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4 of 9 comments
  • John Horner John Horner on Jun 30, 2011

    The industry had better get used to the idea that the US is now a replacement market for automobiles, not a growth market. And, many people who are buying new vehicles are moving down in size classes. In cars, Ford and GM are certainly picking up some share from the Japanese. Yes, Hyundai is a big winner of these shifts, but Hyundai has at least as much long memory market baggage to overcome as Ford or Chevrolet do. Light truck sales are going to move back towards the long term trend of 20-25% of the total market. That pretty well correlates with the people who actual need a truck or BOF SUV. The 50% share that segment enjoyed for a decade or so was an anomaly brought on by relatively low gas prices, the nuances of CAFE, and a brilliant decade or so of marketing. But, them days are over.

    • Bikegoesbaa Bikegoesbaa on Jun 30, 2011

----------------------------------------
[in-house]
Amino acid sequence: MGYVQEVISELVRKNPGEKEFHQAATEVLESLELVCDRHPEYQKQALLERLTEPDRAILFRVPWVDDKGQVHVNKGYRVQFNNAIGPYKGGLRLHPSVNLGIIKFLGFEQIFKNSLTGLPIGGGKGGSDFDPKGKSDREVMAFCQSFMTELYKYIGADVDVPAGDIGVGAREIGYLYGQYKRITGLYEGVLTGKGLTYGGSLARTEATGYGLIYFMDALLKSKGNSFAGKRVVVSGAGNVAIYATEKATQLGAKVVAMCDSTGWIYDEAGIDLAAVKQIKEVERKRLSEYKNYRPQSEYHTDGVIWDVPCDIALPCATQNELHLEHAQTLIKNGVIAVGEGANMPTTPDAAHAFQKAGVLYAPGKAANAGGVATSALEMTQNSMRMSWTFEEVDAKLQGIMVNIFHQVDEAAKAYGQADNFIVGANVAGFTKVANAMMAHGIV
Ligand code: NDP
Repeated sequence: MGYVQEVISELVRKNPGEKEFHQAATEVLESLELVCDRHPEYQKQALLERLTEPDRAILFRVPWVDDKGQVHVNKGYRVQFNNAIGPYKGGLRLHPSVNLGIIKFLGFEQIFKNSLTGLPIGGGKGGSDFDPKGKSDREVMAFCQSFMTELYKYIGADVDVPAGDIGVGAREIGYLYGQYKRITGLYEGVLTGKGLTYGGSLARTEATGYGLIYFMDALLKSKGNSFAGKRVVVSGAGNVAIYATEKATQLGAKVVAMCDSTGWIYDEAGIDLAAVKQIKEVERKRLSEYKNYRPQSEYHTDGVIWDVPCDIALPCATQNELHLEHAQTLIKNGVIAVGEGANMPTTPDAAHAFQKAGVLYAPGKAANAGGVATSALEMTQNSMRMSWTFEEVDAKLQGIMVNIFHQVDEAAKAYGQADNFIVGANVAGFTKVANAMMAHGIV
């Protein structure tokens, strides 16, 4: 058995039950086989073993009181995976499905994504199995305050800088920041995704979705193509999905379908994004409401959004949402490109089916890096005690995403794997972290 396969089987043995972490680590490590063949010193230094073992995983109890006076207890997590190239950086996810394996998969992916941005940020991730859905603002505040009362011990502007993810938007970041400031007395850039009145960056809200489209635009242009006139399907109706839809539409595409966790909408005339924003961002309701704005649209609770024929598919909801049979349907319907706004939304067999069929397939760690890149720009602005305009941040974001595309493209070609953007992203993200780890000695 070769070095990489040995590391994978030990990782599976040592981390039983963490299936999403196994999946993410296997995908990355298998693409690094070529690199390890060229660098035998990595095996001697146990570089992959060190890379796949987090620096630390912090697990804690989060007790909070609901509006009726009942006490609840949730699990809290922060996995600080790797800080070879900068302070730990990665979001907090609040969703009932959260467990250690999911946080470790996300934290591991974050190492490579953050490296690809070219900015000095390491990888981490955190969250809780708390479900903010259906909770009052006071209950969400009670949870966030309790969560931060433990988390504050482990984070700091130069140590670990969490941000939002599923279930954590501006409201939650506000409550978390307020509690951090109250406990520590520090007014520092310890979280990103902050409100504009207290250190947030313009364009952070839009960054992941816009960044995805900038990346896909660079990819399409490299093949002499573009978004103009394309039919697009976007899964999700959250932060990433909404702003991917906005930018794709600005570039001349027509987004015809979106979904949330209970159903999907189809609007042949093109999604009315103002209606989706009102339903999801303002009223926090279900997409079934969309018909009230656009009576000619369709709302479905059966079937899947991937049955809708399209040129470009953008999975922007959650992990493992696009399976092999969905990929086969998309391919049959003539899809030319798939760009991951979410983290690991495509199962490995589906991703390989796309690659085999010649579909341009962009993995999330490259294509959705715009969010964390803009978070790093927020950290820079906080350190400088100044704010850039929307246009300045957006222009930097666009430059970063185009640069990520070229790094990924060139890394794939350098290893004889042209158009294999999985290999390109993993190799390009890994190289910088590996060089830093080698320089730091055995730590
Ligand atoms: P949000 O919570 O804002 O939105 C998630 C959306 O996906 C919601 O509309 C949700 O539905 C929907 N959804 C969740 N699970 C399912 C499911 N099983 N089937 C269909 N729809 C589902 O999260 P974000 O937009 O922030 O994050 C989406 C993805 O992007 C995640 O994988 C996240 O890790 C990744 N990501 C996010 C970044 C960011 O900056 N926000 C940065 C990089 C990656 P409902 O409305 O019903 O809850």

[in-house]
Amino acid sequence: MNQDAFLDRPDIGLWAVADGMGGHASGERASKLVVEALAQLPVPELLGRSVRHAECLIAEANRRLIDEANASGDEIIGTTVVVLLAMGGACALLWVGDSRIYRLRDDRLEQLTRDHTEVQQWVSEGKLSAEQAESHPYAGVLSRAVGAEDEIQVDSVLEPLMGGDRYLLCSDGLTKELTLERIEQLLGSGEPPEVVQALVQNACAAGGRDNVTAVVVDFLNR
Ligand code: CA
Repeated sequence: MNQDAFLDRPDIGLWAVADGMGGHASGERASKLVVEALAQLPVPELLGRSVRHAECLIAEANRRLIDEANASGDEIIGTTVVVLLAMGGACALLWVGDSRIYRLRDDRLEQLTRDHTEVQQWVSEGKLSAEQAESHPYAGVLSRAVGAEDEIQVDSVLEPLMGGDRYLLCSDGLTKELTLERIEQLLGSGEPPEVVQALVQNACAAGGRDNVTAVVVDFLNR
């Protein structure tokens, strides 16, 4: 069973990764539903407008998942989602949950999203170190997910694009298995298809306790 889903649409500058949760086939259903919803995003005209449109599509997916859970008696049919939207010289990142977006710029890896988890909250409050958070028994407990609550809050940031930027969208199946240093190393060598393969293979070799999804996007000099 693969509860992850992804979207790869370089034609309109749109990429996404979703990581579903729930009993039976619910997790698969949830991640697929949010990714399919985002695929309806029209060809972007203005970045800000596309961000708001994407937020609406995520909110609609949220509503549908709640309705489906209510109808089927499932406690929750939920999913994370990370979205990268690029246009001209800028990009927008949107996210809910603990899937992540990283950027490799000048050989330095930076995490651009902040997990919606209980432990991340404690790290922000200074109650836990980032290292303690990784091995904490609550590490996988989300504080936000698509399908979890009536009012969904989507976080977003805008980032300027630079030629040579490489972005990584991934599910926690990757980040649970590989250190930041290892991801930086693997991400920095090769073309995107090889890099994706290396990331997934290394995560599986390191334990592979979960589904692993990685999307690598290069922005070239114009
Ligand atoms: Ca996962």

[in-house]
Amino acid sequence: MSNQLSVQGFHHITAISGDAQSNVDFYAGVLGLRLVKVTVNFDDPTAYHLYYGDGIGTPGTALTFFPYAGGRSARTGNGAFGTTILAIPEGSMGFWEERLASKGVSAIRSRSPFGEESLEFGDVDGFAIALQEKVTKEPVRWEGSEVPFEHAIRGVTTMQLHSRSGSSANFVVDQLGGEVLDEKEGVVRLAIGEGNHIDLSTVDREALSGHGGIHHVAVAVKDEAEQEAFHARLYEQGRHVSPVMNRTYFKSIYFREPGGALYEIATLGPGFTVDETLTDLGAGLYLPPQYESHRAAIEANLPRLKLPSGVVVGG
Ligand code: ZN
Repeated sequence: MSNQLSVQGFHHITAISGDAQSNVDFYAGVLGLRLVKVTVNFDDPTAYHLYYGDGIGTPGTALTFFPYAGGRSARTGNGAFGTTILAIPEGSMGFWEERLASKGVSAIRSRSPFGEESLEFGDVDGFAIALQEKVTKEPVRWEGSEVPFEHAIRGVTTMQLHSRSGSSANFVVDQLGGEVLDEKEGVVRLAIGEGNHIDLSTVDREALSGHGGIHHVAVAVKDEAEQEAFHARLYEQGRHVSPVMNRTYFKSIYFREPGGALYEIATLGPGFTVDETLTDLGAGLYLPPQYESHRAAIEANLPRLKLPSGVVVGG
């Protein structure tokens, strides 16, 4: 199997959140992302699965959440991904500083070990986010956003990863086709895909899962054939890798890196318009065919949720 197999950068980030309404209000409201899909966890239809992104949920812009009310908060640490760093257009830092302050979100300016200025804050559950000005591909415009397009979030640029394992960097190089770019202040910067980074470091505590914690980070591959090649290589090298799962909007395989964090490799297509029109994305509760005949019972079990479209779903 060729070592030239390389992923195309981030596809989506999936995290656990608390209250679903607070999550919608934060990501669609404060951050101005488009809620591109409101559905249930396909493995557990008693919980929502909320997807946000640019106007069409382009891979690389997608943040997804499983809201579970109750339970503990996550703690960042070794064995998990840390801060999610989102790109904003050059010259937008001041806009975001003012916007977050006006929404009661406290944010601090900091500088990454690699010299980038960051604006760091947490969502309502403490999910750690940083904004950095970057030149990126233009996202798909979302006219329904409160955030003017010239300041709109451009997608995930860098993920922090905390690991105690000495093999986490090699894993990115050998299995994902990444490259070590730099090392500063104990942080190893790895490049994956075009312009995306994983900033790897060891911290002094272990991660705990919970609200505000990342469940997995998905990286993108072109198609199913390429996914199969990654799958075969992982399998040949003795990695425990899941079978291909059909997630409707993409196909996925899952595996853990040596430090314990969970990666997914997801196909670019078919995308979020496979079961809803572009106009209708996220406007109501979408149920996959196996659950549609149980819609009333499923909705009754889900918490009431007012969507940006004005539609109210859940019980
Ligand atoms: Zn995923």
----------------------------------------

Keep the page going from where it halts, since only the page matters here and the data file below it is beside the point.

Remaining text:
Hyundais didn't go on sale in North America until 1986, the domestic manufacturers had been hard at work ruining their reputations for a solid decade or more by then. Also, as a result of their former market share far more people got burned by Malaise-era Detroit cars than Hyundais. Most people remember the Hyundais of 25 years ago for being cheap in an abstract sense, because they didn't actually own one. People remember very clearly the time their Granada/Vega/etc croaked, because it happened to them; sometimes repeatedly. Just from what I hear in casual conversation I think there's significantly more bad feelings for the domestic makes out there than there is for Hyundai.

  • George B George B on Jun 30, 2011

    Wonder how many customers wait for a specific new model like the 2012 Toyota Camry redesign?

    • Mike978 Mike978 on Jul 01, 2011

      I have no hard data to support this but I would expect not many since the "typical" Camry driver just wants A to B transportation and not necessarily the latest thing.